The 2017 Annual Council—an annual business meeting of over 450 Seventh-day Adventist members and invitees to the church’s Executive Committee from around the world—convened at the denomination’s headquarters in Silver Spring, Maryland, United States, on Oct 5. The fall session, during which department reports are shared, and documents, plans, and policies are voted, opened with the Leadership Education and Development (LEAD) Conference, an annual event that looks to inform, train, and empower leaders on a specific topic. The 2017 edition focused on the joys and challenges of global mission, especially as the church moves to share God’s message with various people groups.
“Our goal is to rekindle the original vision of the early Christian church for mission,” said Office of Adventist Mission director Gary Krause. “In a sense, there is nothing new, because mission is essential for our movement.”
Krause explained that the challenge is how to adapt the timeless truths of the Bible to the great diversity of people groups around the world.
“Our goal is to share the good news in a way that is meaningful and attractive to people who are very different from us,” he said.
Global Mission Centers
Part of the day was devoted to sharing the contributions of Global Mission Centers to the goals of Adventist Mission. Global Mission Centers were created by the world church to “help Adventists to know how to build bridges of understanding and friendship with people from major world religions and philosophies,” according to the centers’ website.
There are six centers, engaged in finding avenues of understanding within urban populations, people of East Asian religions, South Asian religions, Adventist-Jewish relations, Adventist-Muslim relations, and secular people. Each one shared a presentation on its goals, plans, and resources.
“When someone changes religion, it can greatly disturb a family”
The World’s Major Religions
Mission centers directors emphasized that every major religious group is in itself unique, including elements of not only religion but also of culture and worldview. For instance, in some religions, “when someone changes religion, it can greatly disturb a family,” wrote Clifmond Shammerudeen in introducing the Center for South Asian Religions. The center is working to build bridges between Adventist believers and Hindus, assisting people interested in relating to Hindus with training and resources.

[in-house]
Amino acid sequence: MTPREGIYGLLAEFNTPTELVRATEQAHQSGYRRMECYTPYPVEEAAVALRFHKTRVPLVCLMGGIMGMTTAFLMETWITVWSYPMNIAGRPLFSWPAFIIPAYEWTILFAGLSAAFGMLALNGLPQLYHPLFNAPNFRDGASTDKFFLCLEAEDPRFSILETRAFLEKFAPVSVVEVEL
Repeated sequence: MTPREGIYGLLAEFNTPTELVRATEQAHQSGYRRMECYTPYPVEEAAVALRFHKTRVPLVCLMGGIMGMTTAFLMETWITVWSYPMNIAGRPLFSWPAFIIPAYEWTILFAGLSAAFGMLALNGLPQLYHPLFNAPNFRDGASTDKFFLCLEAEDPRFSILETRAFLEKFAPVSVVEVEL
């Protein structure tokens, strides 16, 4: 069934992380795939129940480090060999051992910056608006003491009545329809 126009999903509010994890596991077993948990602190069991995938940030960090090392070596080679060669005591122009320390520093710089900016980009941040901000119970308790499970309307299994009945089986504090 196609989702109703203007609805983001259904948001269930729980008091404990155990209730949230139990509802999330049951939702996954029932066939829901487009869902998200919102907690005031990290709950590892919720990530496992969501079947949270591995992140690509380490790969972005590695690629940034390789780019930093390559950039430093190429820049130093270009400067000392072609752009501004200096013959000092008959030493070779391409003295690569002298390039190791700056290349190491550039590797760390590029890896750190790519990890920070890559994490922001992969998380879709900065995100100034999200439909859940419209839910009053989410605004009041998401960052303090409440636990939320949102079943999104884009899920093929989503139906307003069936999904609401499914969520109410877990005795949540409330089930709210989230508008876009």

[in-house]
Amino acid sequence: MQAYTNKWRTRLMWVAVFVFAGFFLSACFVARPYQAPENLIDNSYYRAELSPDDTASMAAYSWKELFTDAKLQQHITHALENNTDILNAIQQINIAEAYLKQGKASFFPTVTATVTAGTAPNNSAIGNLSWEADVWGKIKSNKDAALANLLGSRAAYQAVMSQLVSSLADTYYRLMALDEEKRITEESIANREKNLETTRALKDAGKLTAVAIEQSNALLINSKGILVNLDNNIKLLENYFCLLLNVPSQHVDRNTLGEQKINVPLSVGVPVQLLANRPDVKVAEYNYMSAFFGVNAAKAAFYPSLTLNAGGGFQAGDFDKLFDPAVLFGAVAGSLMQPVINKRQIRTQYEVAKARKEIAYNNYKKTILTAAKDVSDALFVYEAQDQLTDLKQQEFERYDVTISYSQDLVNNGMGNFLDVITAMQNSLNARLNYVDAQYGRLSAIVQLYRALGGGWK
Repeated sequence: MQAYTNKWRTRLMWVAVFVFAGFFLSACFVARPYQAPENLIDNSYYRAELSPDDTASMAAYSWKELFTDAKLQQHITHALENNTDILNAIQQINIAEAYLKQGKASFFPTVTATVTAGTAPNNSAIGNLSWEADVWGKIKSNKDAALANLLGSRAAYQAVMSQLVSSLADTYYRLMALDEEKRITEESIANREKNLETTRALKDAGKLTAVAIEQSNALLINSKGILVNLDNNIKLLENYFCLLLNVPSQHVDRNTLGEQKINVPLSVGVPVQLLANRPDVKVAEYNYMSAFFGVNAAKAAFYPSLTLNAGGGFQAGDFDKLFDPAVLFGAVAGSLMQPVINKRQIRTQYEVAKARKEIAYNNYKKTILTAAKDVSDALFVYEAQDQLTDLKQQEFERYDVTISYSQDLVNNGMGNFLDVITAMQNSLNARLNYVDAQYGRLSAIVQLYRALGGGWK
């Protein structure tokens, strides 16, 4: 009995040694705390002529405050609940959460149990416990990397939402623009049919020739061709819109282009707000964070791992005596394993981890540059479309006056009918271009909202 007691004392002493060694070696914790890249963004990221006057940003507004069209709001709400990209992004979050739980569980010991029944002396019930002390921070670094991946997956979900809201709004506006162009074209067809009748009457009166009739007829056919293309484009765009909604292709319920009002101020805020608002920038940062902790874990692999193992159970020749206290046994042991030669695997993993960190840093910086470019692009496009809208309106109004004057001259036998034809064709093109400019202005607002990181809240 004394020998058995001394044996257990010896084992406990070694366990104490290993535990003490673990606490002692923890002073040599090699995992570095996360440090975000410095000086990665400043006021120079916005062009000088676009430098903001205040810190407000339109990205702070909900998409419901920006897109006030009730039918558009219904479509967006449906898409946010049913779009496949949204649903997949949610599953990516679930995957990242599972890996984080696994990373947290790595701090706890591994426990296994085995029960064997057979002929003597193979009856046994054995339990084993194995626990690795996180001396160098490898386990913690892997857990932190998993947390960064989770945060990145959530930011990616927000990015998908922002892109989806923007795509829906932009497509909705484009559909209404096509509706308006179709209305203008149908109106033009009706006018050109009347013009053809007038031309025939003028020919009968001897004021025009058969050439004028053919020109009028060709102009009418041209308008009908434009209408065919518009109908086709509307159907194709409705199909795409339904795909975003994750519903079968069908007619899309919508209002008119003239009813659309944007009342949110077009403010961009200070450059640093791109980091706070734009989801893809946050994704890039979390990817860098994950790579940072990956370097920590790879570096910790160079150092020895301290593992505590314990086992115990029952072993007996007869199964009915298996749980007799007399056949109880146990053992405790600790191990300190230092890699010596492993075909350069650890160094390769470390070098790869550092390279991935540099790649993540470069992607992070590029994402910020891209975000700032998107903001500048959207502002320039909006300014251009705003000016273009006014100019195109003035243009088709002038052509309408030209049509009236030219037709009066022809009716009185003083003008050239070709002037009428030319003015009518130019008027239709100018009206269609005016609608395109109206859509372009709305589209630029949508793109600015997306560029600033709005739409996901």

Global Center for Adventist-Muslims Relations director Petras Bahadur said learning how to interact with Muslims is an ongoing goal. With the increase of Muslim populations in the West, the center provides advice, training, and resources to Adventists while encouraging genuine and meaningful personal interactions. It also advises members how to build friendship relationships with respect and how to make sincere efforts to meet Muslims where they are.
In the case of Buddhists, understanding their worldview is essential for meaningful relationships, said Center for East Asian Religions director Gregory Whitsett. For instance, “Buddhists don’t believe in a supreme god or a corrupt human nature,” he said. Elements such as these can make spiritual conversations challenging. Beneficial conversations begin with understanding the Buddhist mindset, Whitsett said.
On the other hand, interacting with Jewish believers involves a different set of assumptions, said World Jewish-Adventist Friendship Center director Richard Elofer. “Jewish people were the first called to be God’s people, and many of them have deep knowledge of Scriptures,” he said. Elofer emphasized that spiritual conversations with those of the Jewish faith ought to be approached “in a way that acknowledges their contributions and connects them to the Messiah they have been waiting for so long.”
World Church Public Affairs and Religious Liberty director Ganoune Diop agreed.
“As Christians, we have a historical, theological, and prophetic debt to the Jewish people,” he said. “It is our duty to bring restoration and reconciliation between the church and Israel.”
To the Secular and Postmodern
The growing secular and postmodern population includes challenges of its own.
“After Christians and Muslims, the largest ‘religious’ group in the world is precisely the 1.2 billion of non-religious people,” shared Center for Secular and Postmodern Studies director Kleber Gonçalves. “It is one of our biggest challenges, how to communicate with people who are just not interested in religion. And it is a challenge not only in the West but everywhere.”